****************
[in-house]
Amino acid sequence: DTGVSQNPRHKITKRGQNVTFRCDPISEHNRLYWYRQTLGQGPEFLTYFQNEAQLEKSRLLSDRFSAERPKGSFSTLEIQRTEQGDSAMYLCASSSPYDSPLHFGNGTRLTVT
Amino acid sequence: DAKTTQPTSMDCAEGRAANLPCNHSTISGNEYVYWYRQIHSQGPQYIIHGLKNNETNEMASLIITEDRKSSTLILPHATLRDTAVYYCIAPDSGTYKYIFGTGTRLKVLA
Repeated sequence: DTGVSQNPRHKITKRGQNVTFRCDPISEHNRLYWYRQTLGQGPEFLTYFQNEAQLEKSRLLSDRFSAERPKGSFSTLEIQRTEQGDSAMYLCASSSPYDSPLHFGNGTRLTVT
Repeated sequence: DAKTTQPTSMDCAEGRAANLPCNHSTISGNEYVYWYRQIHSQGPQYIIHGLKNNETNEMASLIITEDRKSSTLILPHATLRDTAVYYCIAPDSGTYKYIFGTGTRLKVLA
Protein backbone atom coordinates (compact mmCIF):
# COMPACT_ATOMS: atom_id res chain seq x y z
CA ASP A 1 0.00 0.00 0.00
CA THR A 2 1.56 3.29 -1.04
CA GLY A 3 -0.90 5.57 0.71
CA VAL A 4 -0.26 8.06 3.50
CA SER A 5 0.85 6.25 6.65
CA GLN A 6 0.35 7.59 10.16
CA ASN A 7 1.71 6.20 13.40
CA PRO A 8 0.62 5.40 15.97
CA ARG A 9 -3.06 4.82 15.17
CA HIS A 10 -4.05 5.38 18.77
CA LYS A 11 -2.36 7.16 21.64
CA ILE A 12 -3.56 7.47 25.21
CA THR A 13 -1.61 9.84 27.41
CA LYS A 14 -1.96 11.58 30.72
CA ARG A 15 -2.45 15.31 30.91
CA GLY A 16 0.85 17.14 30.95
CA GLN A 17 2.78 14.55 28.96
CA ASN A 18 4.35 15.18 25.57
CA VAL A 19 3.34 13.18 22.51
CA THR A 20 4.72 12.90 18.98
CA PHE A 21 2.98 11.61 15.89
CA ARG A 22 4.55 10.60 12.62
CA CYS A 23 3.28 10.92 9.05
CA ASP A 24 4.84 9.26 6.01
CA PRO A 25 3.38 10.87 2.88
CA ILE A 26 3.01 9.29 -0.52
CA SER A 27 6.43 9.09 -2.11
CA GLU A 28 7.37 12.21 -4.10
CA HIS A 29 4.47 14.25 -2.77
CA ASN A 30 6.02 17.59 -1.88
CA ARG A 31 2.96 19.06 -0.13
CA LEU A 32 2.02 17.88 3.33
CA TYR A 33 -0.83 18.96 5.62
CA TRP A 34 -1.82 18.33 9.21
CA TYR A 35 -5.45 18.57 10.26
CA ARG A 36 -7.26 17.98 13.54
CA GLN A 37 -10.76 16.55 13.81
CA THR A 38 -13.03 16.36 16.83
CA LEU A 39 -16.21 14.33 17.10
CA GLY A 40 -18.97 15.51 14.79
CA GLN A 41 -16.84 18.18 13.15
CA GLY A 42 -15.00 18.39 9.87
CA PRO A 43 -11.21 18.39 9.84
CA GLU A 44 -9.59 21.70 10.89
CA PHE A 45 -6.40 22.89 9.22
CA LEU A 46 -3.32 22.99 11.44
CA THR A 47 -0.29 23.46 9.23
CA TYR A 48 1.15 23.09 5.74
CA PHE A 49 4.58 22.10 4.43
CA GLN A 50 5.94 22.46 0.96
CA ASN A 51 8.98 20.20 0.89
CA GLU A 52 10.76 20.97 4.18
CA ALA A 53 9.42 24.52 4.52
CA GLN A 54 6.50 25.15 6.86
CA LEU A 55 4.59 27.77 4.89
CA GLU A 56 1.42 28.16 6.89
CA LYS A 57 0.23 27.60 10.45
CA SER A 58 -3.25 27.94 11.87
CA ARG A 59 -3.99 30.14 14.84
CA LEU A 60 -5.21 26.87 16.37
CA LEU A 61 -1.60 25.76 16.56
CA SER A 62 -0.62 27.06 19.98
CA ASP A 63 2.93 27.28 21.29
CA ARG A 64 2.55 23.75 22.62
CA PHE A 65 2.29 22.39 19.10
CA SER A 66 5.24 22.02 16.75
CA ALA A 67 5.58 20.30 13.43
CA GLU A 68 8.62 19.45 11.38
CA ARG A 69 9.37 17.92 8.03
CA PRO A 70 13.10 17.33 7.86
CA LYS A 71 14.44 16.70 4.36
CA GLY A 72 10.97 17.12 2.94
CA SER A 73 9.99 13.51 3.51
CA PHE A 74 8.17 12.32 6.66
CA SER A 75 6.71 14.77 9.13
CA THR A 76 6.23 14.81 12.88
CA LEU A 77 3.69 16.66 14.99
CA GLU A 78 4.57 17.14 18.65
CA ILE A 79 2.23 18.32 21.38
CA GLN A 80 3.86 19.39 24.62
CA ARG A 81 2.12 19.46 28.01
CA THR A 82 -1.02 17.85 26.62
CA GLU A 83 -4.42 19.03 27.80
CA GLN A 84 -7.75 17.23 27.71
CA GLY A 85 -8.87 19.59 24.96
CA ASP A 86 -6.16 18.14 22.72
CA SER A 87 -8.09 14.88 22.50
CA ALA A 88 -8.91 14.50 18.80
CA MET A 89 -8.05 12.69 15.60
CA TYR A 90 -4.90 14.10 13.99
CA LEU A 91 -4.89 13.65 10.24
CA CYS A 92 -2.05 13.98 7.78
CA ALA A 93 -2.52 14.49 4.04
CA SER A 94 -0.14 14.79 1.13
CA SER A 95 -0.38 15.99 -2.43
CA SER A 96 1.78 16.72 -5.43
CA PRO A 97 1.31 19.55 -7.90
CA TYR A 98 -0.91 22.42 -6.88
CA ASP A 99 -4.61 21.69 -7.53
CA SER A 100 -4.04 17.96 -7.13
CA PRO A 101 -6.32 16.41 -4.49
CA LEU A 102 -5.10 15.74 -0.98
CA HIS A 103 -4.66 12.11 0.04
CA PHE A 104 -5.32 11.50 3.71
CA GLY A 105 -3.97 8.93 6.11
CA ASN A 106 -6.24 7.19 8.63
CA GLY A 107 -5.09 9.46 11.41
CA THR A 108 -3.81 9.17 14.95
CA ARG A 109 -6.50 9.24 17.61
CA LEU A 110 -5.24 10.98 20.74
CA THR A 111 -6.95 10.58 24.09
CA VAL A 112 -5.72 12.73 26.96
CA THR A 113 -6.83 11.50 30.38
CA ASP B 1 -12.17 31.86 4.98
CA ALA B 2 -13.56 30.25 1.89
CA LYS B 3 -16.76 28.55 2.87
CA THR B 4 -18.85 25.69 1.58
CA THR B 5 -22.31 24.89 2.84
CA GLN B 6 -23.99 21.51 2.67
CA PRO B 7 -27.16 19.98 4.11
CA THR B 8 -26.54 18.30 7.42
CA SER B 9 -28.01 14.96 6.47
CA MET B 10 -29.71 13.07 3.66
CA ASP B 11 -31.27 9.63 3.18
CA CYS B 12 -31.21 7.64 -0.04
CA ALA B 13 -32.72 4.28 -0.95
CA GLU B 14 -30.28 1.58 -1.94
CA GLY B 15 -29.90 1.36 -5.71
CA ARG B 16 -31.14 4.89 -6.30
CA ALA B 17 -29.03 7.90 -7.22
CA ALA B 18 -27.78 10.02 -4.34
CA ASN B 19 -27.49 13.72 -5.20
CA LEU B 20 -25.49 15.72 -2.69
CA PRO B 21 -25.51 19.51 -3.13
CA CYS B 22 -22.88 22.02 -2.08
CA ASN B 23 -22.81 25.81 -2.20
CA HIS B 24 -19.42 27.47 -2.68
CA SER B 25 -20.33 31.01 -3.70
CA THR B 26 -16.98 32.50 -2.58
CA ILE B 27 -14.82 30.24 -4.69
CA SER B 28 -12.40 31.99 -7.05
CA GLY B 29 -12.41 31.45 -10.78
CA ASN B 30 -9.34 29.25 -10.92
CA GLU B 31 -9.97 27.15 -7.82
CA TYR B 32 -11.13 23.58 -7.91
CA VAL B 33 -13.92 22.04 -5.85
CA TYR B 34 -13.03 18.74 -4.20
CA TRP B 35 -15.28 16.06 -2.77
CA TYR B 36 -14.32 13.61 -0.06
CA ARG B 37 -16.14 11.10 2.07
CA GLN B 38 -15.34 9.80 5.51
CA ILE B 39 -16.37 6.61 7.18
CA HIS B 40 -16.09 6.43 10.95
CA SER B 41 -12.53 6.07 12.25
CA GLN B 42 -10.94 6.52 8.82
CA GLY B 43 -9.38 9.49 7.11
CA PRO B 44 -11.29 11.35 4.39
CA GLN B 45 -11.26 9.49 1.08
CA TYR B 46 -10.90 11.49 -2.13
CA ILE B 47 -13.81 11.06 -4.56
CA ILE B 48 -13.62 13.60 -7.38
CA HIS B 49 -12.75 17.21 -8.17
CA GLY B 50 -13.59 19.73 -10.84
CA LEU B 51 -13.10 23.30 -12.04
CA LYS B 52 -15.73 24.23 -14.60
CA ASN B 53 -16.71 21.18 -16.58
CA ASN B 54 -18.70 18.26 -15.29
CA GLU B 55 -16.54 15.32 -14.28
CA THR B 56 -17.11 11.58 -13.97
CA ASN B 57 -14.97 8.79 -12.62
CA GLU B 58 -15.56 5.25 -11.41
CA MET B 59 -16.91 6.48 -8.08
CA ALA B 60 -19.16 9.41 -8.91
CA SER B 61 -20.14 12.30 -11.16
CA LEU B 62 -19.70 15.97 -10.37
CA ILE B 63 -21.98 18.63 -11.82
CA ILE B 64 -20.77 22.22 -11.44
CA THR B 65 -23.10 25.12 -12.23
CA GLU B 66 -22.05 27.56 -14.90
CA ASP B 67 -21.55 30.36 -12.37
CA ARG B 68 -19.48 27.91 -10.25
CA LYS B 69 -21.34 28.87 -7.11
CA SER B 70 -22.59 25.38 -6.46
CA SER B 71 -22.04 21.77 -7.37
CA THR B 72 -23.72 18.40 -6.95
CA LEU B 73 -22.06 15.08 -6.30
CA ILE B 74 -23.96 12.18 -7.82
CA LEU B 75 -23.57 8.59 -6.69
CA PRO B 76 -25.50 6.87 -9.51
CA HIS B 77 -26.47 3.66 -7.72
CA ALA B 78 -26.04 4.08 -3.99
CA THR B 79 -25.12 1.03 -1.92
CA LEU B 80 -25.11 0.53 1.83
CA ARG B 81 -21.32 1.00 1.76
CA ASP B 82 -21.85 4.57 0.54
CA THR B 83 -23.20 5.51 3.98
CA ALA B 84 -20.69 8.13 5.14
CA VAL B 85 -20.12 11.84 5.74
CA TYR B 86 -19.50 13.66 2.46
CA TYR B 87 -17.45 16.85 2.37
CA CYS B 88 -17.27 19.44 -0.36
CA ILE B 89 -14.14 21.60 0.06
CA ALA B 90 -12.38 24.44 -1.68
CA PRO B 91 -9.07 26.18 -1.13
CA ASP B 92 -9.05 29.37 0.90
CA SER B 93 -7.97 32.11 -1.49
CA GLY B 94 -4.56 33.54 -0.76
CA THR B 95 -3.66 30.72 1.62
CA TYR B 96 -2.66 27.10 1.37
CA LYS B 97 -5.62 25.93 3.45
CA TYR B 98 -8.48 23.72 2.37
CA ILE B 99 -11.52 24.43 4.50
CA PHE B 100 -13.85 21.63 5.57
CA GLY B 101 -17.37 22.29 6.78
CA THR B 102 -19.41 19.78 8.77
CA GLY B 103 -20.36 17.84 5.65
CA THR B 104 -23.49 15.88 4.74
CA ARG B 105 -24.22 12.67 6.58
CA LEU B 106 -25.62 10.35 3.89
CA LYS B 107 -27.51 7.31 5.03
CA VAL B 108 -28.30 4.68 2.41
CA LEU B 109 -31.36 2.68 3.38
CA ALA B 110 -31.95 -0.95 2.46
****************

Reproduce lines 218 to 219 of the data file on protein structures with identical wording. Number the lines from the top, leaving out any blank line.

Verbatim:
CA TYR B 98 -8.48 23.72 2.37
CA ILE B 99 -11.52 24.43 4.50